When to Use CSS content Property

05 Mar 2011

CSS offers a tempting attribute in the content property. The syntax is as follows:

content: 'Add this.';

The code above will append “Add this.” to the element, id or class of our CSS declaration. The problem with this is that we’re putting content into our presentation code. Also, this content is not accessible by screen readers or search engine crawlers. A good rule of thumb is to use this property as a means of progressive enhancement. Generally speaking, I like to use it for presentation that enhances the site, but contributes nothing semantically.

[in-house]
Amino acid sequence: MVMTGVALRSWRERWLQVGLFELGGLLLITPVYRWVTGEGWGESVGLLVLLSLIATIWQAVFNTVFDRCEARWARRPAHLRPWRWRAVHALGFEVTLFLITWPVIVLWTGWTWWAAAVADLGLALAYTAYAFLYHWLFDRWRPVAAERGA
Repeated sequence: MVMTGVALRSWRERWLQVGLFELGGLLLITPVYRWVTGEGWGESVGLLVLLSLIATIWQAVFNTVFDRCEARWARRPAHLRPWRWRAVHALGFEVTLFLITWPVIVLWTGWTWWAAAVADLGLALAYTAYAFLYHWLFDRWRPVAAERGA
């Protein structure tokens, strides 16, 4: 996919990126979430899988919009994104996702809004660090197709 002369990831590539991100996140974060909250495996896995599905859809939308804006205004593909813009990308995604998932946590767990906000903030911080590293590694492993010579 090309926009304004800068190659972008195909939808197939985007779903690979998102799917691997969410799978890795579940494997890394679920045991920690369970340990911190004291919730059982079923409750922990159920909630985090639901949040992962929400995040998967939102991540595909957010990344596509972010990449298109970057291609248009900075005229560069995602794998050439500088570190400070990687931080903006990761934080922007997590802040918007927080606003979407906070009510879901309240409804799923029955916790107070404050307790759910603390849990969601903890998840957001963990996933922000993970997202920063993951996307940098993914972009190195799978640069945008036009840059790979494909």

Here’s an example:

Let’s say we want to use this icon to denote links that are external to our site: external link icon

Use the content property:

	a.external:after {
	    content: url(path/to/external.png);
	}

The image itself provides no semantic value to the document. It’s merely an enhancement and would be ignored by screen readers anyway. We can safely use content in this case. Another good use is this tutorial for creating CSS-only arrows.